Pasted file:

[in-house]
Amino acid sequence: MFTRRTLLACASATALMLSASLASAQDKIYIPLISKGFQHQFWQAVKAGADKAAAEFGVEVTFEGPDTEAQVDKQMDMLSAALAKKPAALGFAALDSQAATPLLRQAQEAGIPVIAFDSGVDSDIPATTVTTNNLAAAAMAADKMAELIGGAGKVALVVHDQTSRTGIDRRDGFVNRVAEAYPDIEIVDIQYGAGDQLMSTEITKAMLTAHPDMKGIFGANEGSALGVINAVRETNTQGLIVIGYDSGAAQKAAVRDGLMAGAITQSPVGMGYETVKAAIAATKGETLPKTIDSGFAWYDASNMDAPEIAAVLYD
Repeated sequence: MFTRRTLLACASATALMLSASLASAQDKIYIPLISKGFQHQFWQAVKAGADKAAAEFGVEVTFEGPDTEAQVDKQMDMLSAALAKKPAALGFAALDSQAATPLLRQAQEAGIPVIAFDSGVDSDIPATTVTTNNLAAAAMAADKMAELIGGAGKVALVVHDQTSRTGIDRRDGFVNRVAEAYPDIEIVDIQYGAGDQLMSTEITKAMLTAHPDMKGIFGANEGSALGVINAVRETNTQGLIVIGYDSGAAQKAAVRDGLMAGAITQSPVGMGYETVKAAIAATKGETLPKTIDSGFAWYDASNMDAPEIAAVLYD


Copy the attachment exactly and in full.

[in-house]
Amino acid sequence: MFTRRTLLACASATALMLSASLASAQDKIYIPLISKGFQHQFWQAVKAGADKAAAEFGVEVTFEGPDTEAQVDKQMDMLSAALAKKPAALGFAALDSQAATPLLRQAQEAGIPVIAFDSGVDSDIPATTVTTNNLAAAAMAADKMAELIGGAGKVALVVHDQTSRTGIDRRDGFVNRVAEAYPDIEIVDIQYGAGDQLMSTEITKAMLTAHPDMKGIFGANEGSALGVINAVRETNTQGLIVIGYDSGAAQKAAVRDGLMAGAITQSPVGMGYETVKAAIAATKGETLPKTIDSGFAWYDASNMDAPEIAAVLYD
Repeated sequence: MFTRRTLLACASATALMLSASLASAQDKIYIPLISKGFQHQFWQAVKAGADKAAAEFGVEVTFEGPDTEAQVDKQMDMLSAALAKKPAALGFAALDSQAATPLLRQAQEAGIPVIAFDSGVDSDIPATTVTTNNLAAAAMAADKMAELIGGAGKVALVVHDQTSRTGIDRRDGFVNRVAEAYPDIEIVDIQYGAGDQLMSTEITKAMLTAHPDMKGIFGANEGSALGVINAVRETNTQGLIVIGYDSGAAQKAAVRDGLMAGAITQSPVGMGYETVKAAIAATKGETLPKTIDSGFAWYDASNMDAPEIAAVLYD